Well Before Dawn

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I am drawn toward the early morning hours of dawn, when I feel ahead of the world, and I can sense some small whisper of…what….hope, I suppose, or wonder maybe. To hear life around the river in those moments motivates me, awakens in me possibilities which otherwise lie dormant. Before the sun rises, often just after the first sliver of light reaches up across the bay, I can hear osprey and other sea birds who at that hour never seem to mind my presence.

But earlier, when that glimmer on the eastern horizon is still merely a possibility, I have taken to walks by moonlight, sometimes not even that. In the woods where I live and down along the water, something is going on. There is life out there wide awake and moving through the dark hours like spirits who need to finish their errands before the sun gives them up. Like sneaking up on some grand behind-the-scenes operation, or suddenly discovering the dark web and meddling around a bit, those hours when the rest of our lives are at rest, motionless, recharging, the world around us is in full swing on the midnight shift.

Generally, this happens for me just before the wild life around me packs it in for the night; just before I watch the horizon for illumination.

Fox come about the edges of the woods looking for scraps of food or the peels and rinds of bananas and melons. I can stand patiently off the side of the drive and one fox will wander across the yard from the woods behind me to those on the south and stop before disappearing again beyond the laurel, and he will stare at me, relaxed, nosing around the base of a tree I occasionally put food. Then he’s off—not swiftly or in fear, but nonchalantly, demonstrating that he lives here as well and has decided to stretch his legs. That’s all.

Owls, too—some barn but mostly screech owls, perch in the oaks and elms, sometimes swooping down and moving through branches with precision. But my favorite are the geese which cover the night sky in flocks sometimes so enormous the swoosh of their wings alone creates a breeze, and their call to “Go! Go! Go!” is startling.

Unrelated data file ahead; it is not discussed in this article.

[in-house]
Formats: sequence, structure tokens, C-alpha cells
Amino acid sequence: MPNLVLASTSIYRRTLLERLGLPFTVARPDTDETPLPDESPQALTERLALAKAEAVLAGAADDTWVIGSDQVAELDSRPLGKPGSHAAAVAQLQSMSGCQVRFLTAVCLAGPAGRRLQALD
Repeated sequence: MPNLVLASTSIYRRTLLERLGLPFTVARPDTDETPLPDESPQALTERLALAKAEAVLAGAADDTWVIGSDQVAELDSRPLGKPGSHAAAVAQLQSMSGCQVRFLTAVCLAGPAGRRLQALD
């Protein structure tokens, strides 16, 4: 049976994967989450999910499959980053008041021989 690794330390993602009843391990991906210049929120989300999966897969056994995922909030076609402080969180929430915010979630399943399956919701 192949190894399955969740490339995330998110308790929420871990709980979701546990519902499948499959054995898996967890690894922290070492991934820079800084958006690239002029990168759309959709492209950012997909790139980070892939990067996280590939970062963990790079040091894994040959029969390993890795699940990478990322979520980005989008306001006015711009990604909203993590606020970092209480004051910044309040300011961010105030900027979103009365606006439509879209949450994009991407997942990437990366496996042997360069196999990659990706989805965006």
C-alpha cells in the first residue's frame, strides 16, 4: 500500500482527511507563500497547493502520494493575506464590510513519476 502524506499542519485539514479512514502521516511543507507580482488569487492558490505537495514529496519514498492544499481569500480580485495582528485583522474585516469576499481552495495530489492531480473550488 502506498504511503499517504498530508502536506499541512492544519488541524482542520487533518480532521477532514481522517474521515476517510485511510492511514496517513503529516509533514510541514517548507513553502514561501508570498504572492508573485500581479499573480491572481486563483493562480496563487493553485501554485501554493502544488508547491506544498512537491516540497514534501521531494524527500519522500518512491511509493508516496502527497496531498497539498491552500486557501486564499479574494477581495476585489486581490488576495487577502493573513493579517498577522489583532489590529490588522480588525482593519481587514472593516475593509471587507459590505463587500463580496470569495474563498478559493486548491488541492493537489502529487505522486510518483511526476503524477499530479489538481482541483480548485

Closer to home, out front near the edge of the trees, deer nearly always feed on the dew-soaked grass and often the hostas, and if they sense me sitting on the porch or standing in the clearing, they will look up, briefly, ears turned forward—just for a moment—and then return to their grass, not minding me, aware just the same.

And it is then, when I am well acclimated with the night and my eyes have adjusted, and my soul too has adjusted, that I think of my way in the world, the motivation behind the turns and hesitations, my purpose of this passing in time. Oh, do I ever have an internal monologue underway with others gathered in my nocturnal imagination! There’s one friend nodding his head and insisting I follow my own path. I can hear him clearly when I’m out there, see his small sardonic smile as he says, “Come on Kunzinger. You know how to do this, stop waiting for approval or it’s never going to happen.” And there, too, is another friend whose smile is as wide as dawn pressing his sense of adventure into my spirit with an “all or nothing” carelessness about him which brings me up short yet livens my ambition. In one brief moment I am eased by no longer thinking of them in the past tense, but just as quickly, we all move on.

And sometimes sitting there on one of the benches is another friend, subconsciously rubbing her neck and looking at me with wide brown eyes saying, “Someday I will,” and then laughing and repeating, “Honest, someday I will,” and it makes me sad, deeply sad like liquid, but that moment too passes.

And then the distance across the reach lightens ever so slightly, from dark, almost Navy blue to something slightly more pale, like powder, and I’m alone again—the fox rushing off into the woods, the geese at rest in the harvested field or at the river’s edge, and the murmurs of chickadees and wrens and cardinals chase away what’s left of the stillness, and even my friends bow off, and I have trouble separating memory from imagination. So I go inside and wake my son so we can head to the bay to catch the sunrise.

It’s as if time lets me manipulate her however I wish just by heading outside at just the right moment; as if time has been neglected, ignored, or taken for granted, but for some of us who stay up late or get up early to gather as much out of our moments that we can, it offers a small reward, and I can bend her ever so slightly. Then, just briefly, it eases the almost vague pain in my soul which gathers around loss, which surrounds emptiness, and which almost always seems to visit during those late-night hours.

But predictably and somehow simultaneously surprisingly, dawn returns with that hope I need and says, “Wait, watch. Just watch.”

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